Tag Archives: Good Vibrations

Love and Mercy

“Love & Mercy” – Mostly Good Vibrations: A Film Review.

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If you remember the 1960’s classic album Pet Sounds by the Beach Boys, there is a good chance you will enjoy the movie “Love & Mercy.”

In a highly innovative flashback structure in which Paul Dano plays twenty-something Brian Wilson and John Cusack plays his fifty-something 1980’s version, we see the backstory of a creative musical genius whose abusive childhood and teen life results in destructive adult behavior. Based on a biography of Brian Wilson, “Love & Mercy” tells the horrific tale of a pioneering musician and the wounds which never seemed to heal.

But a tragic childhood can have moments of redemption and hope. This film has both, with the introduction of Melinda Ledbetter (played beautifully by Elizabeth Banks, earlier seen in the film “Invincible”).

Brian (Dano): “I would listen to those harmonies. I would teach them to my brothers and we’d all sing… How about you, Melinda? Why don’t you have a boyfriend?”

Melindal Ledbetter (Banks): “He broke my heart.”

Brian: “He shouldn’t have done that.”

Melinda: “I shouldn’t have let him.

And that dialogue foreshadows one of the major motifs in “Love & Mercy”. Those closest to Brian let Eugene Landy, a tyrannical therapist use and abuse him, just as Brian’s father had. Paul Giamatti delivers a gripping performance as Landy reminding this viewer of JK Simmons in “Whiplash.”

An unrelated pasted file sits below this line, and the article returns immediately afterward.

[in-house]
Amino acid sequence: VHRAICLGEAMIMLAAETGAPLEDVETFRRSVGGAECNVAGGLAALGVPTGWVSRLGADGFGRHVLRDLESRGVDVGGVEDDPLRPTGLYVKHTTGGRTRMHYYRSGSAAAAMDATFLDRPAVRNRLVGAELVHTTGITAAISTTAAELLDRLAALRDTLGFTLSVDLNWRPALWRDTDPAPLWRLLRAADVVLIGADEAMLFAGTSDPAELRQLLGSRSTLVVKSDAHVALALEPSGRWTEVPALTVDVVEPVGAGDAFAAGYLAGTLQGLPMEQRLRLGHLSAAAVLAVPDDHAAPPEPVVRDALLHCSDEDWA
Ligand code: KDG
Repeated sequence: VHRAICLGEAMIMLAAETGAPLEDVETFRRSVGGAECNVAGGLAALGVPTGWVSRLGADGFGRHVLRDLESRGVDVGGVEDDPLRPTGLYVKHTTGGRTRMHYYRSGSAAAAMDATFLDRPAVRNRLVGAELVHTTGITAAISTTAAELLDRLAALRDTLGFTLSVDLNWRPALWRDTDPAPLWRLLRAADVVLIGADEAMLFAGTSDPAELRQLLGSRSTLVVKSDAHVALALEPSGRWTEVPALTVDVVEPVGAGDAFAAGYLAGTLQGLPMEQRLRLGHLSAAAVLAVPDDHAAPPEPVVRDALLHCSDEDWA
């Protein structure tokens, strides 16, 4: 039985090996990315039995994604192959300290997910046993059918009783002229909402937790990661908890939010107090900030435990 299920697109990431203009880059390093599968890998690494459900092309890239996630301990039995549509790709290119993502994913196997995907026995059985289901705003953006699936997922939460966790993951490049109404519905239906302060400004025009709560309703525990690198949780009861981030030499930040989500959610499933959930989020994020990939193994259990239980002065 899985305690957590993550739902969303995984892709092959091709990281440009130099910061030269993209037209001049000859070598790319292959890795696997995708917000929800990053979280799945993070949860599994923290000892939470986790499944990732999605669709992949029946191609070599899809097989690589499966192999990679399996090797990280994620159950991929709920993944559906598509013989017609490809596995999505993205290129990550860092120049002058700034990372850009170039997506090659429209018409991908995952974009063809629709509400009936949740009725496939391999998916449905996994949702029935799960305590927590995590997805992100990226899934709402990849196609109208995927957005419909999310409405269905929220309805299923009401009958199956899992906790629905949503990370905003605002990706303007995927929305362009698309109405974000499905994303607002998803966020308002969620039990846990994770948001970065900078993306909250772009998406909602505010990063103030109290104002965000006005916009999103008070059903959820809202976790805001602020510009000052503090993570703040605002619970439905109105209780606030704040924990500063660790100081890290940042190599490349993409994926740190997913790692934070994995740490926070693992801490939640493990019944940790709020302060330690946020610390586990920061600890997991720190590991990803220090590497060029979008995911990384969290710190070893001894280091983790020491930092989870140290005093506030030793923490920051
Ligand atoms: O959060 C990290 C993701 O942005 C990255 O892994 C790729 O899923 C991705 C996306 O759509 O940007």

And the music! It is absolutely essential to evoking and understanding the time period and the genius that is Brian Wilson. For those who do not know music theory well, “Love and Mercy” provides a hint as to why Wilson is considered to be one of the greats in music. He develops bold new orchestrations and arrangements, new sound textures in an analog era that, to those listening today, are taken for granted as marking the standard for the sixties and the seventies. His choral harmony, falsetto voice, and instrumentations were the most innovative of his time. Even the Beatles borrowed from him.

Beach Boys Concert poster

Understanding Wilson’s revolutionary compositions and inventiveness in his recordings (for example, by separating vocal tracks from instrumentals) is to appreciate when Brian’s mind was most stable, when he was most himself. His unbounded enthusiasm, however, was also indistinguishable, at times, from desperation.

“Love and Mercy” has some glaring flaws, especially if the viewer is aware of the details of Wilson’s life. In portraying the two lives of Wilson (pre-fame and post-fame), the movie sometimes loses momentum, with incomplete scenes suggesting a bigger story. This viewer was left with questions: Why didn’t Wilson’s family intervene when Landy was blatantly abusing him? What happened to the courageous maid Gloria who risked deportation? Who finally bought the legal challenge that ended Landy’s guardianship of Brian? Since Wilson’s father Murry is featured in several abusive encounters, one is left to wonder how he was treated by his mother Audree.

Brian with She & Him No Pier Pressure

Still, “Love and Mercy” deserves to become a classic not just for music lovers but for movie and biography aficionados. The single “Good Vibrations” was a signal to the world of Brian Wilson’s unique musical genius. “Love & Mercy” is a paean to the ongoing glory of Brian Wilson.

Highly recommended.

Diana Y. Paul

You can read more from writer-author, artist and instructor Diana Y. Paul by visiting her blog, Unhealed Wound, at: